Where hides sleep…

 
One of our main concerns is the issue of sleep. Despite her strict bedtime routine, sleep is difficult. (As in all things, predictability and knowing what to expect is key for our girl.) 

In fact, just about every ASD parent with whom I have spoken has said the same: bedtime is a big issue. (I write this after a particularly long night.)

Over the years, we have had great difficulty both in getting Frances to sleep and getting her to sleep through the night. It still takes many hours (up to five) though staying asleep has gradually become more manageable this year.

By the numbers

 
I chose to post this panel because it illustrates some important aspects of Frances’s life: 

(1) math and numbers — she is very good and very fast at math; it is her favourite subject, and she has great facility with numbers in general;

(2) rules — she is rules-based in her behaviour. Rules are important to her in that she needs to learn them in order to interact with others, but also in the sense that her behaviour is motivated by rules. She often verifies rules in her questions;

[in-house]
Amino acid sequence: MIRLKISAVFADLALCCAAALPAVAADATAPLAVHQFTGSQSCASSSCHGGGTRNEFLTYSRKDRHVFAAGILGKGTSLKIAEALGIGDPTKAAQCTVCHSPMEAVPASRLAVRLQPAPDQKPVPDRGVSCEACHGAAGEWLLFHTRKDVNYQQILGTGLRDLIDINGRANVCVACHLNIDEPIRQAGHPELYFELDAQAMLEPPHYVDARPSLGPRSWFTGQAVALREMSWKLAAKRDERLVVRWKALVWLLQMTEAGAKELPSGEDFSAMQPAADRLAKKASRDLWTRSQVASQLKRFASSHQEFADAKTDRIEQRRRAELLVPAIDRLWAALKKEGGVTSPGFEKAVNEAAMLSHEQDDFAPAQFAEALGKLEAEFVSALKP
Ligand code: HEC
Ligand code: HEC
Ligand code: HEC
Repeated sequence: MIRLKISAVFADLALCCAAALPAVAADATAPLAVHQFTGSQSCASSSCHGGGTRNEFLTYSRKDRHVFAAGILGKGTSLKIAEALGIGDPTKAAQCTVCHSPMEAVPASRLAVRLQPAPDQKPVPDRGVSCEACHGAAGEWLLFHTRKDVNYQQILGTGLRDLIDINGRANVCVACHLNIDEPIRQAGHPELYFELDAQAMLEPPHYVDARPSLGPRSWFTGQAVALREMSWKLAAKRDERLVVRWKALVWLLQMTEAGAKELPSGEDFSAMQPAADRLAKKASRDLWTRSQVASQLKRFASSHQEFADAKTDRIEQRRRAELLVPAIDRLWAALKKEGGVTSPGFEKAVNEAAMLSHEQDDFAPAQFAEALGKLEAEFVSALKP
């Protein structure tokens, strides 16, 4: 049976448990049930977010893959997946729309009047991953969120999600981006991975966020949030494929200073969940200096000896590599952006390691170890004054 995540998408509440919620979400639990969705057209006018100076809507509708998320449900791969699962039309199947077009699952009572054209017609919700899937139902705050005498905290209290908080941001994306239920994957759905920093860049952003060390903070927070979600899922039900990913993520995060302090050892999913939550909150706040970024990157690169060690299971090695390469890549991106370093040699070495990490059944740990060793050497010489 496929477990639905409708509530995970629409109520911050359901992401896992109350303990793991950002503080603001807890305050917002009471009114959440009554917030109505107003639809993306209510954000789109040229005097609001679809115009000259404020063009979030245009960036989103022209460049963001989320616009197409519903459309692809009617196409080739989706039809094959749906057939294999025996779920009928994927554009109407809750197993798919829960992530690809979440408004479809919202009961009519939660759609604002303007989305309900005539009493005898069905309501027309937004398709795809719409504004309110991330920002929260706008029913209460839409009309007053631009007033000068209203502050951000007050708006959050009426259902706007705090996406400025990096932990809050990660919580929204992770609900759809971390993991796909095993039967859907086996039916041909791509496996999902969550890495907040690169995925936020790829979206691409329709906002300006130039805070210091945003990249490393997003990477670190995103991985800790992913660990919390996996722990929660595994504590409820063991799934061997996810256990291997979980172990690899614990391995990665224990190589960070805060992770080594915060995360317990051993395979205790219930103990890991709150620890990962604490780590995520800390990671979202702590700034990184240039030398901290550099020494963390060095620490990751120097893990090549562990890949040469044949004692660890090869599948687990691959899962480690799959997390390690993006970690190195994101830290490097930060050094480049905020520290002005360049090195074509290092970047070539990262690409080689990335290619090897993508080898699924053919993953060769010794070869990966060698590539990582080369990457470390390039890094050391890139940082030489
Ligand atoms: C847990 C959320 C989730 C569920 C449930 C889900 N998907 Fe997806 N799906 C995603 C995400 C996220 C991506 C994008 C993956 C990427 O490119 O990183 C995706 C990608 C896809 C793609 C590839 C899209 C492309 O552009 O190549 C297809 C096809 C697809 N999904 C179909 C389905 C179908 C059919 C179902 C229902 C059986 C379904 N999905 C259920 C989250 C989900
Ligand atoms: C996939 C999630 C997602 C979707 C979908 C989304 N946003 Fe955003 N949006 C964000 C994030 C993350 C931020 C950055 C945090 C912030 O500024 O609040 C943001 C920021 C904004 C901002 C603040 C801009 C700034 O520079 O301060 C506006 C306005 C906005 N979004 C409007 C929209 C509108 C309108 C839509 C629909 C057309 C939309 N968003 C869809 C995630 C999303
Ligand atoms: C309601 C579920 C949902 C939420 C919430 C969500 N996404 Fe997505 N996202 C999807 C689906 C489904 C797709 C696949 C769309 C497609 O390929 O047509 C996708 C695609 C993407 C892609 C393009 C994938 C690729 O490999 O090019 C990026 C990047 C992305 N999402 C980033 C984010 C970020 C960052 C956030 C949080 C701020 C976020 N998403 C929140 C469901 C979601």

and,

(3) questions — it is the means by which she communicates with others, and a fascinating use of language;

(4) danger — when not climbing or bolting, Frances has a keen sense of danger.

Ode to Joy

Frances has been learning the piano since she was a preschooler, but only within the last couple years has she been able to play music by ear after hearing it.

In fact, only within the past year has this ability been truly honed. She will play melodies that she hears with either one or both hands. 

But, since the age of three, she has been drawn to the instrument to the degree that she runs up to it dozens of times a day.

Yesterday, after an ABA session, she ran through a park up to the musical section of a play structure and played Ode to Joy (which she learned partly by lesson and partly by ear).

 

Waiting 

I spend a lot of my time in rooms just like this — generic, comfortably institutional — just waiting. It’s definitely not difficult for me: I can read or write to pass the time; and I certainly do not mind as it means that Frances is getting the resources that she needs. There’s just a lot of it 🙂

Inventor extraordinaire!

Pink Cup Dad and I always joke that Frances doesn’t need ways to increase mobility: she is constantly active. So, it is funny but not surprising that she frequently uses Lego (and its like) of all sizes to facilitate movement.